Plastic bags that we use almost every day take 10-20 years to degrade, while plastic bottles take up to450 years. And it’s not just that; plastic trash in the ocean kills about one million marine species each year, including turtles, sharks, fishes, and other mammals.
You’ve probably heard about the negative consequences of pollution on the environment and human life, but let’s take a closer look at how plastic is wreaking havoc on our planet.
Can Cause Earthquakes
Gas is needed in large quantities to produce plastic. This gas is obtained by digging underground through a process called fracking. Fracking is drilling deep into the earth’s surface to release oil and gas while releasing large amounts of toxins into the air, water, and soil. It also increases pressure beneath the earth’s surface, disrupting the rocks beneath, causing earthquakes.
It even leads to earthquakes in areas where they are rare and creates underground cavities that collapse into sinkholes, destabilizing the land.
Kills the Aquatic Life
Increased wildlife accidents because of consuming or entangling in plastic debris have been reported, causing public outrage and protests.
Every year tons of plastic floats through the world’s seas, threatening hundreds of marine species and causing them significant harm. It also plays a critical role in rising rates of species extinctions.
Large Plastic Bits Poison Aquatic Life
Large pieces fragment into tiny pieces underwater pressure and become easier for species to swallow. Chemicals leaching from plastics can lead to choking, intestinal blockages, malnutrition, and gradual poisoning when consumed by aquatic species.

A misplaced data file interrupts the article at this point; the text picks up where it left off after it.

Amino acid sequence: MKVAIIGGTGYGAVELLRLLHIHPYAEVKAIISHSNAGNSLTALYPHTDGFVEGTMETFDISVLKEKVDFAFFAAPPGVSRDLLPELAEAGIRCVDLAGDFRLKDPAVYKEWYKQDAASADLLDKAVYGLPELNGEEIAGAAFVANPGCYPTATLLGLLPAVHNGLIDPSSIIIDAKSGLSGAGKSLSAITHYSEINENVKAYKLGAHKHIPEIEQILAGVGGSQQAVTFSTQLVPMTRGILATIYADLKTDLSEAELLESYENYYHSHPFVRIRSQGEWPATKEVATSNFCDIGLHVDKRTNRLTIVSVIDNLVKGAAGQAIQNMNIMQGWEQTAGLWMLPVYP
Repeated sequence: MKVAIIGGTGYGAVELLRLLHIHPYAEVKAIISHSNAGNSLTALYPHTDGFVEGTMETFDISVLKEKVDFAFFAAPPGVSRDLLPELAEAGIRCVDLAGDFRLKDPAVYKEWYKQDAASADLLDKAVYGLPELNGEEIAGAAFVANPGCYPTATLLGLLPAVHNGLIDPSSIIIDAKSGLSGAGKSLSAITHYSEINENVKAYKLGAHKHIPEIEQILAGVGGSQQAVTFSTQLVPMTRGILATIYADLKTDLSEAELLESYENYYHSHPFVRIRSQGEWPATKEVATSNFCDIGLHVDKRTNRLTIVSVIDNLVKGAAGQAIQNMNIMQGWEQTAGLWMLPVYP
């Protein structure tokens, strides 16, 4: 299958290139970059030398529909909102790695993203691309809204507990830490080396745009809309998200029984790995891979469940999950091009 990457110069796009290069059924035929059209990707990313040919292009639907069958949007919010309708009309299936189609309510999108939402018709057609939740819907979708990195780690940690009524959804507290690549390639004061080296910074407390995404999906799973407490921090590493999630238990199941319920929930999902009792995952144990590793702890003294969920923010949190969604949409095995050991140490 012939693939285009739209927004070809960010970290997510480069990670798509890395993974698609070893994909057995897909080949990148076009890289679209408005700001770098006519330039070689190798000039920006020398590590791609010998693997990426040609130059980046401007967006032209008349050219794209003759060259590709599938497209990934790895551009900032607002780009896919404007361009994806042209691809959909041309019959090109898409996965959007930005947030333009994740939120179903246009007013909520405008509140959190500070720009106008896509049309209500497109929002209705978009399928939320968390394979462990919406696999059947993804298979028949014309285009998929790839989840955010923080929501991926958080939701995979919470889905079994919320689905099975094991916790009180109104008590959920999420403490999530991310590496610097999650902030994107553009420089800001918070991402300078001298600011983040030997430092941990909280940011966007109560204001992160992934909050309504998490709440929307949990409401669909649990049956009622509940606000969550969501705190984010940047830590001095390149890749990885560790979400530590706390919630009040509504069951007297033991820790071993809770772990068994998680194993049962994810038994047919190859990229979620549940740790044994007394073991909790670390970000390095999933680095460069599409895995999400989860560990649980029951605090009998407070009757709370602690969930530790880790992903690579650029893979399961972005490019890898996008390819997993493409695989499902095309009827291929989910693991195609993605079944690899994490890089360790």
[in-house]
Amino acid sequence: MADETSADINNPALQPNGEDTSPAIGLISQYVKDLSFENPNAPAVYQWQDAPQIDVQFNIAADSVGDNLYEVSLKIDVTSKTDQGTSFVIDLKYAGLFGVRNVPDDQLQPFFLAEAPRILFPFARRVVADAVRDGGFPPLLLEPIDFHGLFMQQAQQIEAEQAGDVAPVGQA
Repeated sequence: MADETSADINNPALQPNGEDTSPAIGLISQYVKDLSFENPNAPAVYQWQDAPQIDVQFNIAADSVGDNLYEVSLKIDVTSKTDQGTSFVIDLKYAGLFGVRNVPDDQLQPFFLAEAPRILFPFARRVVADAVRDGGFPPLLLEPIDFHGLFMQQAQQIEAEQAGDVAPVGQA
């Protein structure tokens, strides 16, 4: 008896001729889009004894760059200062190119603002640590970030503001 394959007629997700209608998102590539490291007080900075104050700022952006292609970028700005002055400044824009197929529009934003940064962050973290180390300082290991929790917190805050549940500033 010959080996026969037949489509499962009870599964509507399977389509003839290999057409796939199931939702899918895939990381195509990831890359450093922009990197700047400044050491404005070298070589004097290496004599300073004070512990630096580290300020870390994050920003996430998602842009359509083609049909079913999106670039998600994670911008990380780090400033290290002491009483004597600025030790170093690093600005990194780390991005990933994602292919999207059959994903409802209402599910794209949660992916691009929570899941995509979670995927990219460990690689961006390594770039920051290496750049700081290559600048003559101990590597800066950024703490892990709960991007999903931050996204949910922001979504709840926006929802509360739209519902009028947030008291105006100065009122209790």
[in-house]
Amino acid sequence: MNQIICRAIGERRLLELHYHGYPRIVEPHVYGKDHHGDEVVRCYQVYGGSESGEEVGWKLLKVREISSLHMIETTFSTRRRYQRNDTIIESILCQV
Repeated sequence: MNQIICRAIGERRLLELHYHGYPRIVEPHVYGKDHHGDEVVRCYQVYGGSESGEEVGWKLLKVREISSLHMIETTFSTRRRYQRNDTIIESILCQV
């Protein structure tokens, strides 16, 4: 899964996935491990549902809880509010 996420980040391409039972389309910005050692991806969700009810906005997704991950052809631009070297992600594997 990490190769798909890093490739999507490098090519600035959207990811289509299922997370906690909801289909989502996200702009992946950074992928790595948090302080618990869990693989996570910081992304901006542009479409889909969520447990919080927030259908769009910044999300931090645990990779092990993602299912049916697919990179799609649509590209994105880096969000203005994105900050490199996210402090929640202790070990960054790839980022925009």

According to recent research, marine algae grow over the dumped plastics in the water bodies, which produce a natural sulfur compound called dimethylsulfoniopropionate (DMSP). This substance gets noticed by hungry aquatic birds and species, mistaking plastics for food.
Even small organisms such as zooplankton are susceptible to plastic contamination. This leads to decreased feeding, energy inadequacies, and eventually the extinction of zooplankton, which is quite worrisome as they are a key component of the marine food chain.
Transfers the Harmful Effects from One Species to Another
Small mammals can eat the smaller plastic particles when plastics break down, but they still can’t be digested.
When consumed, they create changes in aquatic life, which are passed on to people when they consume seafood.
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